Recordings of 911 emergency calls and police-radio traffic released Thursday depict the fear and adrenaline among moviegoers and officers after a gunman opened fire 20 minutes into a screening of the film “Trainwreck” at a Lafayette theater.

In response to a number of records requests from media outlets, Joy Rabalais — a Lafayette attorney representing city-parish government — released the audio, a responding officer’s dash-cam footage and The Grand 16 Theatre’s surveillance video showing the shooter’s entrance into the cineplex on July 23.

Mobile/table users: Click here to hear audio of 911 calls.

“He shot right at people,” the first caller told a 911 dispatcher, also reporting through labored breathing that the “older guy” in a white shirt fired “six or seven” shots.

Five calls later, another woman, through tears and panicked breaths, gave a similar description of the shooter. The next caller reported the shooting as he ran through the parking lot toward Johnston Street. Both said they were inside the theater when the shooting began.

Another woman calls next, and in a calm demeanor reported a woman who had been shot had walked out of the theater as she walked inside. Two calls later, a man calmly told the dispatcher, “we need more ambulances.”

A more chaotic scene is heard when a theater employee who worked in the box office reported to a dispatcher that a second person had been wounded.

“There’s two people shot, two people shot,” she said while running toward the victims.

“The ambulance is on the way,” she told someone on scene as people in the background are heard crying.

Mobile/tablet users: Click here to see police dashcam video.

As one officer arrived at the theater, his dash-cam footage shows a crowd of moviegoers congregated on the opposite side of the theater from where the shooting happened.

“He had a handgun!” one woman yelled.

Authorities released only six 911 calls of at least more than two dozen, citing exemptions protecting the victims’ information and extent of injuries along with witness accounts said to be useful to the police department’s open criminal investigation into the shooting, Rabalais said.

Another 500 direct calls made to the Lafayette Police Department about the shooting have not yet been reviewed by the city’s legal representatives.

But another collection of recordings distributed Thursday offer a window into what officers learned as they spoke over police radios that night, gradually realizing the magnitude of what happened in the theater.

“Can you give me any information on a suspect or anything? I don’t want to walk into a guy with a gun,” an officer said.

A dispatcher responded with information about two reported victims, telling the officer “the white male was last seen behind the theater.”

As the officer tells the dispatcher he’s headed toward the back of the theater, another intervened with new information.

“They said he is inside. He is in number 14 — that he is reloading,” an officer said. “He has a weapon. We have an active shooter here.”

“Headquarters, get as many units as you can. Call the S-O and state if we have to,” another officer said to dispatchers, referring to the Lafayette Parish Sheriff’s Office and Louisiana State Police.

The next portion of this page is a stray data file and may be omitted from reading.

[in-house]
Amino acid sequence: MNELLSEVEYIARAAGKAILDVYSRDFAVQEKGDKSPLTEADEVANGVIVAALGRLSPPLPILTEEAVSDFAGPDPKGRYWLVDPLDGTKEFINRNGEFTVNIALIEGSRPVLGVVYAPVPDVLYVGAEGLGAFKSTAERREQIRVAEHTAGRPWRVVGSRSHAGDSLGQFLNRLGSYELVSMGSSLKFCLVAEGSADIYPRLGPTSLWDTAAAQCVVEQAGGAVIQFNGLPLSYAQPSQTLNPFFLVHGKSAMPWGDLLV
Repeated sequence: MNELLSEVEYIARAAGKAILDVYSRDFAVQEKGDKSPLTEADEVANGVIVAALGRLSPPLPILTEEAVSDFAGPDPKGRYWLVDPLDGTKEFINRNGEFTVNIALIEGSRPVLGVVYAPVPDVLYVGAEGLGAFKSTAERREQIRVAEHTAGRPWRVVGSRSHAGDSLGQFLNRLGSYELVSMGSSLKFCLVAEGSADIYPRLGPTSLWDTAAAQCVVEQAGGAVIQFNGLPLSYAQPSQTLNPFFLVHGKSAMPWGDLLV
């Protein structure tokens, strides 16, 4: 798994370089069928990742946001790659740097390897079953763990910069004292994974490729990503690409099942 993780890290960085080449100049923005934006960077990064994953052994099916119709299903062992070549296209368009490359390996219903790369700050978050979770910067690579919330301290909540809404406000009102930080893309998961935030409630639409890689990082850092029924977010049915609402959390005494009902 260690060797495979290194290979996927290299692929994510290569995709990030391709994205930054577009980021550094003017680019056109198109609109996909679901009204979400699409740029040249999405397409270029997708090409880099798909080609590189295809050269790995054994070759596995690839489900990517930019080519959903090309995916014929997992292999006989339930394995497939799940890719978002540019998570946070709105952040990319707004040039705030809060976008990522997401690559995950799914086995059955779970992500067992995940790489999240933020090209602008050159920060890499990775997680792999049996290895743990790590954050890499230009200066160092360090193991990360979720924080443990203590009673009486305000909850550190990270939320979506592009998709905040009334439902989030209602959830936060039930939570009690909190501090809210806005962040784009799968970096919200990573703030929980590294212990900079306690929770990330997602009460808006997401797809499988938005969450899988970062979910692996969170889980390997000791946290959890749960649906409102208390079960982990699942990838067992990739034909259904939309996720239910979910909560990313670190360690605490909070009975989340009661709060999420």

“10-4, 10-4,” a dispatcher replied.

“I need units, and I need units with rifles in here,” an officer said.

“All right headquarters, listen. We need everybody over here. Send anybody you got.”

“10-4,” a dispatcher replied. “We are sending everybody. S-O is also in route.”

“Take it easy,” an officer said. “Everybody’s en route. We’re coming.”

Seconds later, the recording captures the radio calls of out-of-breath and anxious officers entering the theater.

“OK. We’re just advised the suspect shot himself,” a dispatcher told one of the officers.

“What number? What number theater? We are in the theater,” an officer replied.

“Fourteen. Number 14,” the dispatcher said.

“We got one subject down,” an officer said as he enters the crime scene.

“All right, we got several more victims inside!” another officer shouted, his voice quavering with adrenaline. “Suspect is down! Suspect is down! We have several more victims inside with gunshot wounds!”

“We got an additional four or five victims in number 14,” an officer said.

“Actually, six victims. Number 14.

“Headquarters, we got one subject down. With a black handgun.”

“We have the suspect. He is down. We need more units inside to start helping triage. Also, bring first-aid kits. Immediately.”

Authorities also released surveillance video showing the gunman as he purchases a ticket, enters the lobby and walks about 10 minutes late into Screen 14, where he would soon kill two people and injure nine others before turning his .40-caliber, semi-automatic handgun on himself.

The timestamp on the footage is 18 minutes and 25 seconds faster than the real time that night, Rabalais, the city-parish attorney, said.

John “Rusty” Houser, 59, is seen in the video at about 7:20 p.m. purchasing a ticket to the 7:10 p.m. showing of the film. He walked through the lobby, entered a hallway and trailed a man and woman holding hands as they moseyed toward their screen destination.

Houser, of Phenix City, Alabama, began to follow the couple into another auditorium before he turned around and enters Screen 14.

Initial police reports indicate he opened fire inside the auditorium at 7:28 p.m.

The two women who died in the shooting, 21-year-old Mayci Breaux, of Franklin, and 33-year-old Jillian Johnson, of Lafayette, were buried Monday. Of nine who were injured, one person remained in a Lafayette hospital on Thursday.

Follow Lanie Lee Cook on Twitter, @lanieleecook, or contact her by phone at (337) 534-0825